Asked  7 Months ago    Answers:  5   Viewed   15 times

I recently posted a detailed description of the issue I am facing here at SO. As I couldn't send an actual $http request, I used timeout to simulate asynchronous behavior. Data binding from my model to view is working correct, with the help of @Gloopy

Now, when I use $http instead of $timeout (tested locally), I could see the asynchronous request was successful and data is filled with json response in my service. But, my view is not updating.

updated Plunkr here

 Answers

20

Here is a Plunk that does what you want: http://plnkr.co/edit/TTlbSv?p=preview

The idea is that you work with promises directly and their "then" functions to manipulate and access the asynchronously returned responses.

app.factory('myService', function($http) {
  var myService = {
    async: function() {
      // $http returns a promise, which has a then function, which also returns a promise
      var promise = $http.get('test.json').then(function (response) {
        // The then function here is an opportunity to modify the response
        console.log(response);
        // The return value gets picked up by the then in the controller.
        return response.data;
      });
      // Return the promise to the controller
      return promise;
    }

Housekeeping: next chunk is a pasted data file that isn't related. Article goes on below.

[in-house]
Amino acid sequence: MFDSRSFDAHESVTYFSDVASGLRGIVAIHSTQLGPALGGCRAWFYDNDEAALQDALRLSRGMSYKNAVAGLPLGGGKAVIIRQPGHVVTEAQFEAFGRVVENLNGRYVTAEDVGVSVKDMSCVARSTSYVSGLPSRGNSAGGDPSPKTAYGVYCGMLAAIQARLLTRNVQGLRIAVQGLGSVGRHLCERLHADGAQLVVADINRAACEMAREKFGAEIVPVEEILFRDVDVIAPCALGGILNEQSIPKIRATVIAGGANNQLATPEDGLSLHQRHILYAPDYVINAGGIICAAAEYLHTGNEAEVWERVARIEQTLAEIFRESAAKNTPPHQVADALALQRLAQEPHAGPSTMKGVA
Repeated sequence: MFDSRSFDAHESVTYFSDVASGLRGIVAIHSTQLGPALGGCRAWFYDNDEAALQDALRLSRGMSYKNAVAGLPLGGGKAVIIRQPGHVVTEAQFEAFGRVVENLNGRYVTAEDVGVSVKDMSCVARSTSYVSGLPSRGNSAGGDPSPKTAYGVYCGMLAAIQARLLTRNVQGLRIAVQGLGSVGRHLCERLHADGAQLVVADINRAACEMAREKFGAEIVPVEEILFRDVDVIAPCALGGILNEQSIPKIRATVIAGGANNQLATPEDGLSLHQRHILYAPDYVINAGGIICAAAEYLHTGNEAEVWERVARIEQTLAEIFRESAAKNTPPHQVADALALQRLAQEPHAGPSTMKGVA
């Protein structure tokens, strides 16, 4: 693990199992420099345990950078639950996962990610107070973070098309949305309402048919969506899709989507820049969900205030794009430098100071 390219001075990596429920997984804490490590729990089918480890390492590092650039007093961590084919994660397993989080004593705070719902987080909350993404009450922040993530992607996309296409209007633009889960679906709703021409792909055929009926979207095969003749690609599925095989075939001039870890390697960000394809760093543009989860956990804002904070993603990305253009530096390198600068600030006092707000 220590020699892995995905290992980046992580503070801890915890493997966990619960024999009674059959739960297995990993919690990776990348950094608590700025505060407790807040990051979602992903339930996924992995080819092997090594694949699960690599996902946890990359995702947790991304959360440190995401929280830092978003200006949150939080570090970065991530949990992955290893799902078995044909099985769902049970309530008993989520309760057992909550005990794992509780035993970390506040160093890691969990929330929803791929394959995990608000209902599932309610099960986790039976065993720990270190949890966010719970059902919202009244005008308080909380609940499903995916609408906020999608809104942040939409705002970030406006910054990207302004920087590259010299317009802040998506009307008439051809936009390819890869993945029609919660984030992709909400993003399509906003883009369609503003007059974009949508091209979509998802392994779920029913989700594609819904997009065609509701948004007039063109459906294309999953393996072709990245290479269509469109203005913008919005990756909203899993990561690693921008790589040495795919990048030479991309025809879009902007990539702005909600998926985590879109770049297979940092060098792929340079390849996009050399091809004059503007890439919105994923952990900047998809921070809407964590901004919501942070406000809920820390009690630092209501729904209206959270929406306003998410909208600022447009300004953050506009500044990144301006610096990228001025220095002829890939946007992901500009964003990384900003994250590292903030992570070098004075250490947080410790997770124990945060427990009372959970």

};
  return myService;
});

app.controller('MainCtrl', function( myService,$scope) {
  // Call the async method and then do stuff with what is returned inside our own then function
  myService.async().then(function(d) {
    $scope.data = d;
  });
});

Here is a slightly more complicated version that caches the request so you only make it first time (http://plnkr.co/edit/2yH1F4IMZlMS8QsV9rHv?p=preview):

app.factory('myService', function($http) {
  var promise;
  var myService = {
    async: function() {
      if ( !promise ) {
        // $http returns a promise, which has a then function, which also returns a promise
        promise = $http.get('test.json').then(function (response) {
          // The then function here is an opportunity to modify the response
          console.log(response);
          // The return value gets picked up by the then in the controller.
          return response.data;
        });
      }
      // Return the promise to the controller
      return promise;
    }
  };
  return myService;
});

app.controller('MainCtrl', function( myService,$scope) {
  $scope.clearData = function() {
    $scope.data = {};
  };
  $scope.getData = function() {
    // Call the async method and then do stuff with what is returned inside our own then function
    myService.async().then(function(d) {
      $scope.data = d;
    });
  };
});
Tuesday, June 1, 2021
 
RenegadeAndy
answered 7 Months ago
20

So, my solution which works, using the new interceptor syntax is as follows:

// interceptors.js

.factory('httpRequestInterceptor', function ($q, $location) {
    return {
        'responseError': function(rejection) {
            // do something on error
            if(rejection.status === 404){
                $location.path('/404/');                    
            }
            return $q.reject(rejection);
         }
     };
});


// app.js

myApp.config( function ($httpProvider, $interpolateProvider, $routeProvider) {